The University of New Mexico has made the decision to cover up the “Three Peoples” mural from Zimmerman library after community members called for its removal due to its racist images. The mural panels will be covered with removable shades by the end of this month or next, unable to be completely removed due to legal standings.
“Critics have long derided the ‘Three Peoples’ murals at Zimmerman Library as racist in their various depictions of Native Americans, Hispanics and Anglos,” Jessica Dyer wrote for the Albuquerque Journal. “Kenneth Adams’ 1939 artwork was defaced multiple times in the 1970s, triggered a wave of debate in the 1990s and more recently led library staff and faculty to complain about a hostile work environment.”
Raven Alcott, an Indigenous student of the university, said the murals are a “slap in the face” to both the student body and faculty at UNM.
“(The mural) definitely negatively impacts my opinion of the University … I don’t want to abandon my ethics or endure racism or discrimination, even if it’s subtle,” Alcott said. “It’s implied, and it's there.”
The movement to have the art taken down gained a great deal of traction in 2018 following the creation of a petition which asked the University to have the murals removed.
“There have been protests (about the murals) in the ’30s and ’70s … This is the first time it got traction for any kind of solution though,” said Mark Emmons, Interim Dean of the College of University Libraries & Learning Sciences at UNM.
The art is not allowed to be changed or removed because Zimmerman Library is a recognized location on the list of National Register of Historic Places and the mural is considered a “contributing object” to the library, according to the UNM Digital Repository. Emmons said that a conservator, sent from the Santa Fe Historic Preservation Division, has been at UNM to ensure the art remains protected.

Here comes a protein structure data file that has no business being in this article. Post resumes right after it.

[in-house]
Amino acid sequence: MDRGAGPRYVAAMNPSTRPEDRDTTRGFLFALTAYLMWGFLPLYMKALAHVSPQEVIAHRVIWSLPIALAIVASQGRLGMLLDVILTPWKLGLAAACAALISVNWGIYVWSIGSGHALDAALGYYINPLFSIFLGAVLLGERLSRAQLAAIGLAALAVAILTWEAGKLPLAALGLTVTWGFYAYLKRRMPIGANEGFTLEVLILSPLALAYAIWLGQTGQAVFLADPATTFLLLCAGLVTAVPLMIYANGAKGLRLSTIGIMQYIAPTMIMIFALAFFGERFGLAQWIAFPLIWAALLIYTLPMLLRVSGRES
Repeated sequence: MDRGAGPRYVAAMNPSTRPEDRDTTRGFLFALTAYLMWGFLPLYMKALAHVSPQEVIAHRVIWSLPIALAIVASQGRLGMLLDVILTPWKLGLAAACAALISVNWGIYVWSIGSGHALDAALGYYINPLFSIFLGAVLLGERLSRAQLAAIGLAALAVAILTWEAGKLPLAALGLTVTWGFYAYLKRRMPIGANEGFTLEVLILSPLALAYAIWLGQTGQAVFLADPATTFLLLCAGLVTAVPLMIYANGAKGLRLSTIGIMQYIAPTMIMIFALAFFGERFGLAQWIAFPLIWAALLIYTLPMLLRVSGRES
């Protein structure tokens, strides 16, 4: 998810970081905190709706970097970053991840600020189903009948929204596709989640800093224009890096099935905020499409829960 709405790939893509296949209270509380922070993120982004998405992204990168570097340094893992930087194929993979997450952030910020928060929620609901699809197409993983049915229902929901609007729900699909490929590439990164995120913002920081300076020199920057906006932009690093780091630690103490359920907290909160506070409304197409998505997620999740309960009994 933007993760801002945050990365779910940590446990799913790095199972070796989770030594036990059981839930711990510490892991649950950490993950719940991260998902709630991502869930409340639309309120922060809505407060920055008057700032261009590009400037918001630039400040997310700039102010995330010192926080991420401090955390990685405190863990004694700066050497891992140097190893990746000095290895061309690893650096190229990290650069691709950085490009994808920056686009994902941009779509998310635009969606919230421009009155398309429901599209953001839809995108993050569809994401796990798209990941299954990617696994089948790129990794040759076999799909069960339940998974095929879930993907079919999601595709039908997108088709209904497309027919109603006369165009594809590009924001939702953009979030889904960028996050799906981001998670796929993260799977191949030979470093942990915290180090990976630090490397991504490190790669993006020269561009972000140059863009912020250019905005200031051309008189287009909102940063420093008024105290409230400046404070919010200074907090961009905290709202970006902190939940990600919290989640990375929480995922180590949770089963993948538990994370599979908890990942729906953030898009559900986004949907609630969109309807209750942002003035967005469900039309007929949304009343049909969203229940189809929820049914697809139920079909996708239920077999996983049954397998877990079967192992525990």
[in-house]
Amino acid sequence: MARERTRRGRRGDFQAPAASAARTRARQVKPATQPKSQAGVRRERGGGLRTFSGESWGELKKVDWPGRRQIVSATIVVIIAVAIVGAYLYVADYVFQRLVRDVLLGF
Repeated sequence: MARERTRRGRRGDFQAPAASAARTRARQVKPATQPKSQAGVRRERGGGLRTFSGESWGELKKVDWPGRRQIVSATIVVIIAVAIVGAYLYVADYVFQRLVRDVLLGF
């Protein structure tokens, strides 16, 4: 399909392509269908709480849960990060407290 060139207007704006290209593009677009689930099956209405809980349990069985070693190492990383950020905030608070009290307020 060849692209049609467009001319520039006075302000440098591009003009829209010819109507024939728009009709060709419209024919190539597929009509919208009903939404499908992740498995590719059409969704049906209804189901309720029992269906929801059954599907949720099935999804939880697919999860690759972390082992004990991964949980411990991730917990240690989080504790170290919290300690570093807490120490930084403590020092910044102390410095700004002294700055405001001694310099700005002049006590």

Emmons was a part of a committee tasked with forming an objective understanding of the controversy of the murals. They worked together to find efficient ways to deal with the situation, which led to the decision to cover the artwork.
Former associate provost for faculty development Alex Lubin, who chaired the committee, co-taught a course at UNM about the issues of offensive public art — specifically, how the “Three Peoples” mural is “a public art work that offends students, faculty and staff who work in the Zimmerman Library,” according to the course description.
Lubin said he did his best to educate the community to understand the nature of the conflict, both in terms of the history of the art as well as the “ethical and political considerations involved with historical preservation.”
Jaden Brown is a freelance reporter at the Daily Lobo. He can be contacted at firstname.lastname@example.org or on Twitter @DailyLobo
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